All the interesting code is really inside the Update function – it’s basically a straight conversion from what I had in the Player Update function.

void PhysicsComponent::Update(const double a_dDelaTime)
 m_velocity.x += m_acceleration.x * a_dDelaTime;
 m_velocity.y += m_acceleration.y * a_dDelaTime;

 glm::vec4 rotationVector = glm::rotate(glm::mat4(1), 
                            m_fRotationAngle + 90, glm::vec3(0, 0, 1)) 
                            * glm::vec4(m_fRotationSpeed, 0, 0, 1);

 m_position.x += m_velocity.x * a_dDelaTime * rotationVector.x;
 m_position.y += m_velocity.y * a_dDelaTime * rotationVector.y;

 m_velocity *= m_fFrictionValue;

 m_acceleration.x = 0;
 m_acceleration.y = 0;

Here I’m just calculating the velocity based on any forces that had been added since the last update (I kind of like this approach, means I can apply multiple forces and just add to the acceleration in a frame). Then calculating the rotation (perhaps I should cache this vector and only calculate this if the rotation actually changes? Right now I’m doing it every frame..) and using these two results to calculate my current position. I also adjust the velocity down a bit to simulate friction (though there probably isn’t friction in space).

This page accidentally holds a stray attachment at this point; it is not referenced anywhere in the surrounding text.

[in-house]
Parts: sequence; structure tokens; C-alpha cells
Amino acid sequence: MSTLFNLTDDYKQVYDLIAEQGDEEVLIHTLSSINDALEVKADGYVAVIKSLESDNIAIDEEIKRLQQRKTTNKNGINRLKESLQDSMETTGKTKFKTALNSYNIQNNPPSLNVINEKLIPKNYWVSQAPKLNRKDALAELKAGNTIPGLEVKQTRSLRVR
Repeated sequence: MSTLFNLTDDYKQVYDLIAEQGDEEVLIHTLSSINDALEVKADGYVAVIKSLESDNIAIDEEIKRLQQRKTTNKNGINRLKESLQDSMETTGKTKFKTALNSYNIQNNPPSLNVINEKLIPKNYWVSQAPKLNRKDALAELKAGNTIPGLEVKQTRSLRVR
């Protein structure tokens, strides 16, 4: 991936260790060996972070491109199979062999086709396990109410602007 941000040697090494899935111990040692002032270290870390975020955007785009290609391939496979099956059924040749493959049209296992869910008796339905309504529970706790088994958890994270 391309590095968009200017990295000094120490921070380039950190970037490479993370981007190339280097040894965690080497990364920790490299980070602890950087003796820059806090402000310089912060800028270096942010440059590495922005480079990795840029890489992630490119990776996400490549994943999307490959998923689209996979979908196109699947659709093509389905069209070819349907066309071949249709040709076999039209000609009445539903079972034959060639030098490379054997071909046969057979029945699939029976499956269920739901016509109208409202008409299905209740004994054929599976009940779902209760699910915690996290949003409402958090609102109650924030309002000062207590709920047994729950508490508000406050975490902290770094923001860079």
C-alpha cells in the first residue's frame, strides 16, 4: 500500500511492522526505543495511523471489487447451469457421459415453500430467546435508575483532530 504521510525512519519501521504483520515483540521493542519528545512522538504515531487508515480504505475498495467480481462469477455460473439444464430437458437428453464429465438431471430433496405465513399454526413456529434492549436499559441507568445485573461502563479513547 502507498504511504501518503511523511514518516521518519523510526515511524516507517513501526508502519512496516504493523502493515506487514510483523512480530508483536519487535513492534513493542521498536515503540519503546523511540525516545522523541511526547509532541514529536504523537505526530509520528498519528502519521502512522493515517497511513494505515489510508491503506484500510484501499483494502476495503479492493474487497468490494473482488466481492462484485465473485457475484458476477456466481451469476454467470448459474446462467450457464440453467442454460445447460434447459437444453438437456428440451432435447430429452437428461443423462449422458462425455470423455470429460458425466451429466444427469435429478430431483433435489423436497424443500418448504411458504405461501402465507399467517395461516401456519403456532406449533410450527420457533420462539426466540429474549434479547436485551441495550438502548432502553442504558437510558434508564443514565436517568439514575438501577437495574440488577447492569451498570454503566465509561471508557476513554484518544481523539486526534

Lastly I set the acceleration to 0. This feels a bit hacky since I don’t really think acceleration works like this. But it works well for the moment.

Since the PhysicsComponent needs the delta time in the Update function then I needed to add it as an argument in the Update function of the base class. Which made me realise that the SpriteComponent Update function was incorrect. I was passing in position, rotation and scale, which meant it wasn’t actually overwriting the base Update and attempts at polymorphism wouldn’t work. So I decided to go back to having the position, rotation and scale as members of the SpriteComponent – and public ones at that, since they need to be set externally after object creation (more on this shortly). This meant I could fix the parameters of the Update function so they matched the base class.